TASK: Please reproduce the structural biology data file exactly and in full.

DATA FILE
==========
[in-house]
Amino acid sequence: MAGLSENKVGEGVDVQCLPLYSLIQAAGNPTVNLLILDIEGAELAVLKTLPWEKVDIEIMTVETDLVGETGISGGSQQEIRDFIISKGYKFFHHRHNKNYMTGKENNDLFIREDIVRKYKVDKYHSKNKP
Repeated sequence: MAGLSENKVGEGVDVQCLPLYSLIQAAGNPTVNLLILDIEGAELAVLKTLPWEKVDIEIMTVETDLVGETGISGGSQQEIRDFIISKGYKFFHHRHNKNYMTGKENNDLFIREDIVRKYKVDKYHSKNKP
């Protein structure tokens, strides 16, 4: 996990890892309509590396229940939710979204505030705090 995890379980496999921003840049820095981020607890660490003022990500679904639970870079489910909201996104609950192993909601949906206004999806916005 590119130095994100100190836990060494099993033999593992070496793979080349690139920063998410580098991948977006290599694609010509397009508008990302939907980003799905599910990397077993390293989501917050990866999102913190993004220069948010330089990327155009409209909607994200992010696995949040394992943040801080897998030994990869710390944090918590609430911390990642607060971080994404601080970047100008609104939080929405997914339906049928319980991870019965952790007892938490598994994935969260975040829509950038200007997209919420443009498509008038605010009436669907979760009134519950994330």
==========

[in-house]
Amino acid sequence: MAGLSENKVGEGVDVQCLPLYSLIQAAGNPTVNLLILDIEGAELAVLKTLPWEKVDIEIMTVETDLVGETGISGGSQQEIRDFIISKGYKFFHHRHNKNYMTGKENNDLFIREDIVRKYKVDKYHSKNKP
Repeated sequence: MAGLSENKVGEGVDVQCLPLYSLIQAAGNPTVNLLILDIEGAELAVLKTLPWEKVDIEIMTVETDLVGETGISGGSQQEIRDFIISKGYKFFHHRHNKNYMTGKENNDLFIREDIVRKYKVDKYHSKNKP
């Protein structure tokens, strides 16, 4: 996990890892309509590396229940939710979204505030705090 995890379980496999921003840049820095981020607890660490003022990500679904639970870079489910909201996104609950192993909601949906206004999806916005 590119130095994100100190836990060494099993033999593992070496793979080349690139920063998410580098991948977006290599694609010509397009508008990302939907980003799905599910990397077993390293989501917050990866999102913190993004220069948010330089990327155009409209909607994200992010696995949040394992943040801080897998030994990869710390944090918590609430911390990642607060971080994404601080970047100008609104939080929405997914339906049928319980991870019965952790007892938490598994994935969260975040829509950038200007997209919420443009498509008038605010009436669907979760009134519950994330």